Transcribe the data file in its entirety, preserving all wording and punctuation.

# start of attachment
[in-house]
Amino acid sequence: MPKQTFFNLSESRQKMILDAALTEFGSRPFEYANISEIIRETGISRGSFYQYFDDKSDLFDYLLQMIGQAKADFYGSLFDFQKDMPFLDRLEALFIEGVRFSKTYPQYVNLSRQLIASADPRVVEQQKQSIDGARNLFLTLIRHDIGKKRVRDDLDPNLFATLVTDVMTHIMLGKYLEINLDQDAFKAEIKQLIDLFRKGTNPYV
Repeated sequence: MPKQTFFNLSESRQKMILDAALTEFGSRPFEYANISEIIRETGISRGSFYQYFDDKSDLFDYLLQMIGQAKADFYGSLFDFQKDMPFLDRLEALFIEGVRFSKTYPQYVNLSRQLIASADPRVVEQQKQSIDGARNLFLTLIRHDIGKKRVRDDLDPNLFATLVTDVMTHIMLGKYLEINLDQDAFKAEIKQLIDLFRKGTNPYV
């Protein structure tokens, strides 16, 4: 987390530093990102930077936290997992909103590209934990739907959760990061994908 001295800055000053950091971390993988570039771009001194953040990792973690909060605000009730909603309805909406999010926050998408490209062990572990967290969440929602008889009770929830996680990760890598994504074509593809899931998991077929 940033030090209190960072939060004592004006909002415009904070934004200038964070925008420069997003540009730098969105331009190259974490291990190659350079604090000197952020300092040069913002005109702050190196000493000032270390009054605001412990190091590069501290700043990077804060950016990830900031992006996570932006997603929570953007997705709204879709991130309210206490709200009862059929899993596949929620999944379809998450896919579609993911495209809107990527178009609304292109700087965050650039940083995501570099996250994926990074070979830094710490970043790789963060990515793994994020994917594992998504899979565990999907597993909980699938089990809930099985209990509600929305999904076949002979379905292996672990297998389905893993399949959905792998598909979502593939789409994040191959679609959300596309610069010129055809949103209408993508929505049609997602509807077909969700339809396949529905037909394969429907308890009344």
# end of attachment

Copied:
[in-house]
Amino acid sequence: MPKQTFFNLSESRQKMILDAALTEFGSRPFEYANISEIIRETGISRGSFYQYFDDKSDLFDYLLQMIGQAKADFYGSLFDFQKDMPFLDRLEALFIEGVRFSKTYPQYVNLSRQLIASADPRVVEQQKQSIDGARNLFLTLIRHDIGKKRVRDDLDPNLFATLVTDVMTHIMLGKYLEINLDQDAFKAEIKQLIDLFRKGTNPYV
Repeated sequence: MPKQTFFNLSESRQKMILDAALTEFGSRPFEYANISEIIRETGISRGSFYQYFDDKSDLFDYLLQMIGQAKADFYGSLFDFQKDMPFLDRLEALFIEGVRFSKTYPQYVNLSRQLIASADPRVVEQQKQSIDGARNLFLTLIRHDIGKKRVRDDLDPNLFATLVTDVMTHIMLGKYLEINLDQDAFKAEIKQLIDLFRKGTNPYV
């Protein structure tokens, strides 16, 4: 987390530093990102930077936290997992909103590209934990739907959760990061994908 001295800055000053950091971390993988570039771009001194953040990792973690909060605000009730909603309805909406999010926050998408490209062990572990967290969440929602008889009770929830996680990760890598994504074509593809899931998991077929 940033030090209190960072939060004592004006909002415009904070934004200038964070925008420069997003540009730098969105331009190259974490291990190659350079604090000197952020300092040069913002005109702050190196000493000032270390009054605001412990190091590069501290700043990077804060950016990830900031992006996570932006997603929570953007997705709204879709991130309210206490709200009862059929899993596949929620999944379809998450896919579609993911495209809107990527178009609304292109700087965050650039940083995501570099996250994926990074070979830094710490970043790789963060990515793994994020994917594992998504899979565990999907597993909980699938089990809930099985209990509600929305999904076949002979379905292996672990297998389905893993399949959905792998598909979502593939789409994040191959679609959300596309610069010129055809949103209408993508929505049609997602509807077909969700339809396949529905037909394969429907308890009344």